As Andrew and I looked around the vast, landscaped arboretum, we had to agree. There is no way we’d consider taking on a project of this scale. I had a hard enough time keeping the plants on my tiny terrace alive.
“We need more people to visit, you know,” continued Madame. “The French aren’t so interested in visiting gardens. Not like the English. The English love gardens.” We assured Madame we would be sharing Grandes Bruyères with our English speaking audience, many of whom are indeed garden lovers.
While I think M. de la Rochefoucald would have been happy to chauffeur us around in the golf cart, telling us stories all day, his wife chided him. “You must let them walk around on their own and discover for themselves!”
With that, Madame and Monsieur took off in opposite directions in their matching carts, each with a flock of terriers trailing after them.
As we strolled past the magnificent trees and flowering bushes, we couldn’t help but wonder what would happen once this eldest generation of de la Rochefoucalds was no longer able to oversee the vast grounds.
At the end of our wanderings, we were met again by Danielle Valentin who explained Grandes Bruyères is part of the Arboretums de France and would be protected long after all of us have passed on. The organisation is funded by donation and, in addition to preserving these beautiful, natural spaces; their mandate is also to educate the public. This means that Grandes Bruyères and arboretums like it are much more than just a collection of trees, no matter how prettily they are displayed.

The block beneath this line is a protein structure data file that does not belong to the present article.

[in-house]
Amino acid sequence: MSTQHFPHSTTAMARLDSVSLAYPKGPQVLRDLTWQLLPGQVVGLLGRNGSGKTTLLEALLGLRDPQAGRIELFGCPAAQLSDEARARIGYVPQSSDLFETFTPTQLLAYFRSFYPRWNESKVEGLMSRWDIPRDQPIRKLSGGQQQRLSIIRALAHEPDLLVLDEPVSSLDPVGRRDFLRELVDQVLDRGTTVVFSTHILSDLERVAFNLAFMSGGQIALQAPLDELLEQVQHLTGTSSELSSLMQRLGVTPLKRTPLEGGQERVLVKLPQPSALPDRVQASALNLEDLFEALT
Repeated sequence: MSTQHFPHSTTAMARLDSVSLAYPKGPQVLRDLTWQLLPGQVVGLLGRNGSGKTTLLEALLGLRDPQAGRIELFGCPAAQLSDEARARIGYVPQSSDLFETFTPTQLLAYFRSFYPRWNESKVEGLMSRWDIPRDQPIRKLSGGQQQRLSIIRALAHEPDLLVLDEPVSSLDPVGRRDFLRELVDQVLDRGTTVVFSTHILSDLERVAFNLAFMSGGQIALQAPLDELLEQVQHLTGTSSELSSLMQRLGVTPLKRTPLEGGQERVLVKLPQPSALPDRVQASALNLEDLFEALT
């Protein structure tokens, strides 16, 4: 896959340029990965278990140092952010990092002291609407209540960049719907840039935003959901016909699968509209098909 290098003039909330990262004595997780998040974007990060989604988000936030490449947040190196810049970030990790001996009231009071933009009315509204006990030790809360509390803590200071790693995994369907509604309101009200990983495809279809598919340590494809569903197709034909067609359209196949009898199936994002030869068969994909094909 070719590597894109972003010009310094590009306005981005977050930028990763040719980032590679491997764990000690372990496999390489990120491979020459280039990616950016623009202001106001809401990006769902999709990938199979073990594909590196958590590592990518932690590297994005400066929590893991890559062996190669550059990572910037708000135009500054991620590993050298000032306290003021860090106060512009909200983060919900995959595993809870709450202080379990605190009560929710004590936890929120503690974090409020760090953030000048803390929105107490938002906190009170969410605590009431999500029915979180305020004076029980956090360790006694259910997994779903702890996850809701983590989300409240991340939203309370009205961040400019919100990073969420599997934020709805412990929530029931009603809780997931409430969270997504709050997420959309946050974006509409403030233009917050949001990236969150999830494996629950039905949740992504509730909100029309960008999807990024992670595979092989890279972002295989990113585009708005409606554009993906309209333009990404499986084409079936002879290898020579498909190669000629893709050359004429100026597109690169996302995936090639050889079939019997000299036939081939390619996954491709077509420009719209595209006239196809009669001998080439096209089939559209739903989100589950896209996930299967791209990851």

No chemicals or large machines have ever been used inside the park, making it a haven for wildlife as well as plants. Naturalists have visited Grandes Bruyères to study the birds, insects, and mammals that make their home inside the park.
Grandes Bruyères has also been recognised for its beauty and is designated one of France’s Jardins Remarquable by the Minister of Culture. By the end of our visit, we both agreed, Grandes Bruyères and the people behind it are remarkable indeed.
Sadly our visit to Grandes Bruyères was all too short, as we had a tight schedule to keep, but I could have spent much more time exploring the park. In the area, there are also several other sites and gardens we wished we had time to visit:
- The nearby Chateau de Chamerolles is partnered with Grandes Bruyères and is dedicated to the world of perfumes. The garden includes a ‘Perfume Promenade’ and the chateau’s interior contains displays about perfumes through the ages.
- The Jardins de la Javelière in Montbarrois is an English-style park, with a rosarium, marsh, and formal garden. It is also a Jardin Remarquable.
- Also on the Jardins Remarquables list is Les Jardins de Roquelin, an English garden featuring a collection of old roses.
- And another Arboretum rounds out the list of Jardins Remarquables, in the area. The Arboretum des Prés des Culands has the national collection of Ilex trees and a number of aquatic plants, shrubs and trees on two hectares along a river.
Arboretum des Grandes Bruyères
Centre Region, France
We’d like to thank our wonderful hosts at the Arboretum des Grandes Bruyères for a lovely visit, and the Région Centre-Val de Loire Tourism office for hosting us in the area. As always, all opinions are our own.